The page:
The life-changing COVID-19 vaccine needs to be stored at low and steady temperatures, which reduce biological activity and preserve the vaccine. Standard laboratory-grade freezers that maintain a temperature of –20°C will work for the Moderna and Johnson & Johnson vaccines. But the Pfizer vaccine requires a ULT freezer, which is commercial equipment that can maintain a temperature of –80°C.

The Centers for Disease Control and Prevention “requires vaccines to be stored in high-performance freezers that meet strict specifications, according to the Emerging Technologies Coordinating Council’s (ETCC’s) Ultra-Low Temperature Freezers: Opening the Door to Energy Savings in Laboratories.

These ULT freezers are effective but they consume a lot of energy. Fortunately, there are energy-efficient options that utilities can incentivize and promote to reduce energy consumption while helping communities store and distribute the COVID vaccines.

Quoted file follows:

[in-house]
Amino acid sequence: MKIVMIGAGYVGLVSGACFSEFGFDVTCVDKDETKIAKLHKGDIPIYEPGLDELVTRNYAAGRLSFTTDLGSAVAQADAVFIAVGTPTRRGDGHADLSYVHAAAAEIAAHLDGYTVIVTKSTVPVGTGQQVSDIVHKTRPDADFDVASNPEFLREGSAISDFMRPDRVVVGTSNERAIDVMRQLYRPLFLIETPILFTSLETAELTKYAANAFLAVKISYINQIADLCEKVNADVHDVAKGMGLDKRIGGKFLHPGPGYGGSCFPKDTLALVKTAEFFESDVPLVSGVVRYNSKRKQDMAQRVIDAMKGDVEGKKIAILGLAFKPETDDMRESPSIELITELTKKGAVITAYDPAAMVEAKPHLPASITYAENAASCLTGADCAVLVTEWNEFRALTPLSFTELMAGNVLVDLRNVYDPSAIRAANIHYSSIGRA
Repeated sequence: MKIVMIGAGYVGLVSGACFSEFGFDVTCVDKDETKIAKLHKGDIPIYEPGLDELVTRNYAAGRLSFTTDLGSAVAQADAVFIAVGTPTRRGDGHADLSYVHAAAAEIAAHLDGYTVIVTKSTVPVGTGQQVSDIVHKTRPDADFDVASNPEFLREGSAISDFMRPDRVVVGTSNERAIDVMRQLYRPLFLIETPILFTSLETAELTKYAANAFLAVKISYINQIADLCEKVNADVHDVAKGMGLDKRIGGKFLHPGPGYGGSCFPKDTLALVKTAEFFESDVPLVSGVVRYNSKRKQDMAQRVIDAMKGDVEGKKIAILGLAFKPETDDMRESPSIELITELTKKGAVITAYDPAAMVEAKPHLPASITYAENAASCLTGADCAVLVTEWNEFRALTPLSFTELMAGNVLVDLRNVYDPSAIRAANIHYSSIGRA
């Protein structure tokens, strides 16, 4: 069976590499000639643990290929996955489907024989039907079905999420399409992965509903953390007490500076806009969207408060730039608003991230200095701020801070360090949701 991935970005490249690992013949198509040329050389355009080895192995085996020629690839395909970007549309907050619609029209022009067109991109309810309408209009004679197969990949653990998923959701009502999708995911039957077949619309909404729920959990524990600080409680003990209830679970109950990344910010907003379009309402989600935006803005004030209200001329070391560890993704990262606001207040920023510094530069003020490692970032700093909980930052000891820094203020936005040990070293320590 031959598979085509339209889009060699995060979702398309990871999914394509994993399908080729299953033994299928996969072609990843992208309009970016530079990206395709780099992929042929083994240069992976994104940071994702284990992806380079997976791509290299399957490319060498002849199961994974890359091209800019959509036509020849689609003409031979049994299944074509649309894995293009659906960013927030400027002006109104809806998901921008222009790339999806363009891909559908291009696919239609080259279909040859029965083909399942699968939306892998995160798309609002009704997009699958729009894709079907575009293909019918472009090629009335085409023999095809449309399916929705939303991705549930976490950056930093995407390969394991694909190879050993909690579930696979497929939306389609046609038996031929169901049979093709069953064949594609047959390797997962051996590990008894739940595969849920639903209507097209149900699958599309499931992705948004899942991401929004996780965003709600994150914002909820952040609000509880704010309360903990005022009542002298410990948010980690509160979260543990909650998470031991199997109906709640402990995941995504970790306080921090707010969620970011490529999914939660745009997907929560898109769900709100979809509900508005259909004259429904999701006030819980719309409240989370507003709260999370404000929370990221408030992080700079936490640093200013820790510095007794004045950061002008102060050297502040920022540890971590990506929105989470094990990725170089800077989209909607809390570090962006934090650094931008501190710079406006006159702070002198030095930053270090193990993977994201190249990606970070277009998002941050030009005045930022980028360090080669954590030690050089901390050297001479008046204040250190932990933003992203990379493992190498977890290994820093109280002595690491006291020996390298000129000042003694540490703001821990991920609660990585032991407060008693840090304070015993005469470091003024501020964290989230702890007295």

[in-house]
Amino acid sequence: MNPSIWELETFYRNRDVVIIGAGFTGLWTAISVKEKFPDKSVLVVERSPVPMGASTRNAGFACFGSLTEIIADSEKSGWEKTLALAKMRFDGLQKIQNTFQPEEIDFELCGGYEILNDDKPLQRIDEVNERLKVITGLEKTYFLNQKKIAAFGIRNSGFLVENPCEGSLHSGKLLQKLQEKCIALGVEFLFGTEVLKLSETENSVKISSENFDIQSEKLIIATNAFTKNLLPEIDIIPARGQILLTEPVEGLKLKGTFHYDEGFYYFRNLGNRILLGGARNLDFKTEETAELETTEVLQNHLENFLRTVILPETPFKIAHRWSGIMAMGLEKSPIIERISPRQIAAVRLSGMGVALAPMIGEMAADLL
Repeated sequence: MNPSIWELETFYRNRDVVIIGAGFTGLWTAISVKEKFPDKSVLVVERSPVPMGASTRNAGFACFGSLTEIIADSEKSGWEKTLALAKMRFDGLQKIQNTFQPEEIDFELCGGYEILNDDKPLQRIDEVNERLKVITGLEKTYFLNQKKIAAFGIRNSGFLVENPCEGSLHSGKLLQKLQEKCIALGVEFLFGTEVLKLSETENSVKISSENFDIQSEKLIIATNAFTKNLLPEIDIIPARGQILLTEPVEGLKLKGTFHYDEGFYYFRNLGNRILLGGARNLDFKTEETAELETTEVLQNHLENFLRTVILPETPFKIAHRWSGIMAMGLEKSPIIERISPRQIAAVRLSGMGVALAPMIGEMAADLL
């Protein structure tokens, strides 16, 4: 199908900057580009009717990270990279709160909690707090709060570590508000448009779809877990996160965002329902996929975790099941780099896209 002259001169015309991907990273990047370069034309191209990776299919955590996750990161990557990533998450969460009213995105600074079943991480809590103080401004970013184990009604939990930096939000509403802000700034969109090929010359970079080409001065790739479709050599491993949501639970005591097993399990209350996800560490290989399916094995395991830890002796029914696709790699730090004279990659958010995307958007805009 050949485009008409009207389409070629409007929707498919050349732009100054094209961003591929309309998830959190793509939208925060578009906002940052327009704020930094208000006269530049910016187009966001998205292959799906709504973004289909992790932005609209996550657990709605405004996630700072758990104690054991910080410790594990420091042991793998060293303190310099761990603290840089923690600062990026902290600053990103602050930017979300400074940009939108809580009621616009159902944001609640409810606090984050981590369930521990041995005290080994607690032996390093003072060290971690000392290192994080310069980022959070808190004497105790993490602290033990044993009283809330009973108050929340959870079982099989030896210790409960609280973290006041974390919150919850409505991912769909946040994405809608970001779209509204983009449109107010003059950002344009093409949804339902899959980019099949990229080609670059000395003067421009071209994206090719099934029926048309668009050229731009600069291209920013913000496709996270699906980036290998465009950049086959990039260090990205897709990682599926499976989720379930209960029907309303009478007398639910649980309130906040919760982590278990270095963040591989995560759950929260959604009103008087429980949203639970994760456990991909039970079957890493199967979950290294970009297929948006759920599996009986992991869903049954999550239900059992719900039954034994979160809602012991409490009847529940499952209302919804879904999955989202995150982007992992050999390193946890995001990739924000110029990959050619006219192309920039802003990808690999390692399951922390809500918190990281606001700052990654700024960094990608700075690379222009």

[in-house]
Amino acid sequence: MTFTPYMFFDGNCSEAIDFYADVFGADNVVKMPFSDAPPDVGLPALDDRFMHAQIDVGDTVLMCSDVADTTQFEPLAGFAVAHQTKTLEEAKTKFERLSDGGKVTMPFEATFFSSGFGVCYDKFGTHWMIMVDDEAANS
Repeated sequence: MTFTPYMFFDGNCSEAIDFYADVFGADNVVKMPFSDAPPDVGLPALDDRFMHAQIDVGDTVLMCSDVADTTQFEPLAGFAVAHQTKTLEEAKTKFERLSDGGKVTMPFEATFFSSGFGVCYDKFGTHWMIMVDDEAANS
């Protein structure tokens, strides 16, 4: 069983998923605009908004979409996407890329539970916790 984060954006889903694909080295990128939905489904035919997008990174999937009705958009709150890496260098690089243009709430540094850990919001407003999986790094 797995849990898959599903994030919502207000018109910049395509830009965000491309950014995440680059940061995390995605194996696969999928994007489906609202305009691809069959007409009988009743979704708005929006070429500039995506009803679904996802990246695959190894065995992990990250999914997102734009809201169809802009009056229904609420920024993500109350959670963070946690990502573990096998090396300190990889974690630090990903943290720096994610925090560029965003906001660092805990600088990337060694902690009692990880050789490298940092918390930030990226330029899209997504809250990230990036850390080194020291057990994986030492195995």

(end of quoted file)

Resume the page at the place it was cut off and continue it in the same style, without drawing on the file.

Which freezers are energy-efficient?

ENERGY STAR has a specification for laboratory-grade and ultralow temperature freezers. To qualify, ULT freezers need to consume a maximum of 0.55 kilowatt-hours (kWh) per day per cubic foot at –75°C. You can find ENERGY STAR Certified Lab Grade Refrigerators and Freezers on its Product Finder page, which lets you filter the units by temperature. The organization also has a specification for laboratory-grade refrigerators, which can safely house the Moderna and Johnson & Johnson vaccines.

The ETCC’s report and Southern California Edison’s In Search of Energy Efficiency Opportunities for Laboratory-Grade Freezers (PDF) explain that ENERGY STAR could improve its specification with more research. However, the current specification is the best efficiency standard to use in the short term for energy-efficient vaccine storage.

How much can energy-efficient ULT freezers save?

Because the high-efficiency freezers use about half the energy of standard models (figure 1), they’ll save users $219 and 2,555 kWh per year compared to standard equipment (figure 2). The best available units will save customers even more. The reports from ETCC and Southern California Edison explain that simply turning a ULT freezer up to –70°C from –80°C can reduce energy usage by 30% and prolong compressor life. For more information about the savings potential, see the California Electronic Technical Reference Manual (eTRM), which uses these reports to estimate savings for its Ultra-Low Temperature Freezer measure.